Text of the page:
Eyewitness testimony has been relied upon for decades by the police and the courts. It is used to determine details about crimes and guilt or innocence of suspected perpetrators. Unfortunately, it has been show that eyewitness testimony is not as accurate as it is portrayed to be, and this inaccuracy seems to be hidden from the public. This subject has been a major topic of study in the field of Psychology – Cattell, Binet, Ceci, Bruck and Stern have all contributed to research in this area. Many studies and theories have shown that the human memory frequently fails and that memories are often distorted. The extent of the role that eyewitness testimony should play in our legal system is questionable.
Human memory consists of five stages, all of which play a large part in eyewitness testimony. In sequential order, these five stages are: 1) the perception/attention stage, in which one simply perceives a stimulus; 2) the encoding stage, in which one pays attention to details in the environment; 3) short-term memory, which has a limit of approximately two minutes; 4) long-term memory, where stored information can be accessed/retrieved as needed, and; 5) retrieval stage, in which an individual actively remembers information from their long-term memory. Memory can be affected in any of these five stages and, as a result, might not be passed on to the subsequent stage or be passed on inaccurately. For example, many details from short-term memory will not enter one’s long-term memory store and will be forgotten within a couple of minutes. Human memory can potentially make many mistakes and be incomplete, yet our continuous use of and dependence on eyewitness testimony in our legal system suggests otherwise.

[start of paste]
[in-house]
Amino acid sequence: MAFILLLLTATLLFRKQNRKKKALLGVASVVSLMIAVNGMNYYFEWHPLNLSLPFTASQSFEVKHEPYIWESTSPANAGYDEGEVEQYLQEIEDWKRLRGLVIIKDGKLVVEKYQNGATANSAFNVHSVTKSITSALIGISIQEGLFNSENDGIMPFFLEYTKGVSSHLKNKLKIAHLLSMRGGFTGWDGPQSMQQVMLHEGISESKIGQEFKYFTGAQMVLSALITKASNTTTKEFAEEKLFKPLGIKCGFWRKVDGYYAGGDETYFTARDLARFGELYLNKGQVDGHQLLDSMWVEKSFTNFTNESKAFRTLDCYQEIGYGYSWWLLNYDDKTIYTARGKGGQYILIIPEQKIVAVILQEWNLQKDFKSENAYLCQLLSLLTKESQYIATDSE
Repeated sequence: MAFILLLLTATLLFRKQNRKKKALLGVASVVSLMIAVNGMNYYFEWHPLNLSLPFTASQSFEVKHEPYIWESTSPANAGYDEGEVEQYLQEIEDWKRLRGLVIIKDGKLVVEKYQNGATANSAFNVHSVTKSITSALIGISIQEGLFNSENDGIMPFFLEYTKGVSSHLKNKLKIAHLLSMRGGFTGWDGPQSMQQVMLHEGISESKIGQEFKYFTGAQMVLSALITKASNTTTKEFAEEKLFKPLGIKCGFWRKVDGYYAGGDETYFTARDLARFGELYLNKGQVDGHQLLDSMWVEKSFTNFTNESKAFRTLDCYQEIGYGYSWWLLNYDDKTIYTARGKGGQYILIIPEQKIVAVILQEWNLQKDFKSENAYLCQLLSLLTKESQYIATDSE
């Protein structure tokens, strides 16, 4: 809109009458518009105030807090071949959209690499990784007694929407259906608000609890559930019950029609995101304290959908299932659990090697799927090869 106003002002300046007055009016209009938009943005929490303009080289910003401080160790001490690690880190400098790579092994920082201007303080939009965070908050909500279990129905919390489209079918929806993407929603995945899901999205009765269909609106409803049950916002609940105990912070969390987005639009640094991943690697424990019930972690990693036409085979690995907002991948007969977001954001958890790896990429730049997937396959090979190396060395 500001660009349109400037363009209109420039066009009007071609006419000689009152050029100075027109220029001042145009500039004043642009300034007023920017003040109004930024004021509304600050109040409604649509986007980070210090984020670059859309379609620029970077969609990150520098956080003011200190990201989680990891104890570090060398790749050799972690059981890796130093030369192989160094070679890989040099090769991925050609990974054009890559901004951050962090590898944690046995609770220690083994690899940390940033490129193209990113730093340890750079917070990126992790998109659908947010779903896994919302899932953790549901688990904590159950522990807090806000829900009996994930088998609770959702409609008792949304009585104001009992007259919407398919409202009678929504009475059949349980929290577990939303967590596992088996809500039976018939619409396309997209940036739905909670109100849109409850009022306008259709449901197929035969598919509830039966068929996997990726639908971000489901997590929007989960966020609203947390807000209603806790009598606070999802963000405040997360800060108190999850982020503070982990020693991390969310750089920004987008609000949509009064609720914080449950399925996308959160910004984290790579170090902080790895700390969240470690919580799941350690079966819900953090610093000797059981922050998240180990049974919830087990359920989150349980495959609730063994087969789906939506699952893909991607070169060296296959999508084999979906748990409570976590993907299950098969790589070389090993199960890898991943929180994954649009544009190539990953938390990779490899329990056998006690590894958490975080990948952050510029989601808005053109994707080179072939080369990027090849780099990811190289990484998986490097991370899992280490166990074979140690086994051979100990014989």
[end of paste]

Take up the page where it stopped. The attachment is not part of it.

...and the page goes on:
It has been shown that one’s own pre-existing schemas and comprehension processes influence how one perceives reality. This can affect accuracy when distinguishing between what actually happened in a particular event versus what we think happened. Leading questions are often used by the police when discussing what happened with eyewitnesses. Ashcraft stated that leading questions “tend to suggest to the subject what answer is appropriate.” Studies have shown that such questions influence the subject’s memory of what happened and how they respond. The most popular study that illustrated this was performed by Elizabeth Loftus. A group of students were shown a video of a car crash. They were then asked how fast they believed the car was going when it either smashed into, collided with, bumped into, or contacted the other car. When stronger verbs were used (eg., smashed), the subjects estimated the car was moving at a higher speed. The way the question was asked led the subjects to biased answers. Leading questions often result in memory impairments, which Ashcraft defines as “genuine changes or alterations in memory of an experienced event as a function of some later event.” In the example of the Loftus study, many of the subjects who heard the word smashed also had a false memory of broken glass at the scene. Those who were told the other descriptive words did not recall broken glass. It is known that children are especially susceptible to suggestive questioning.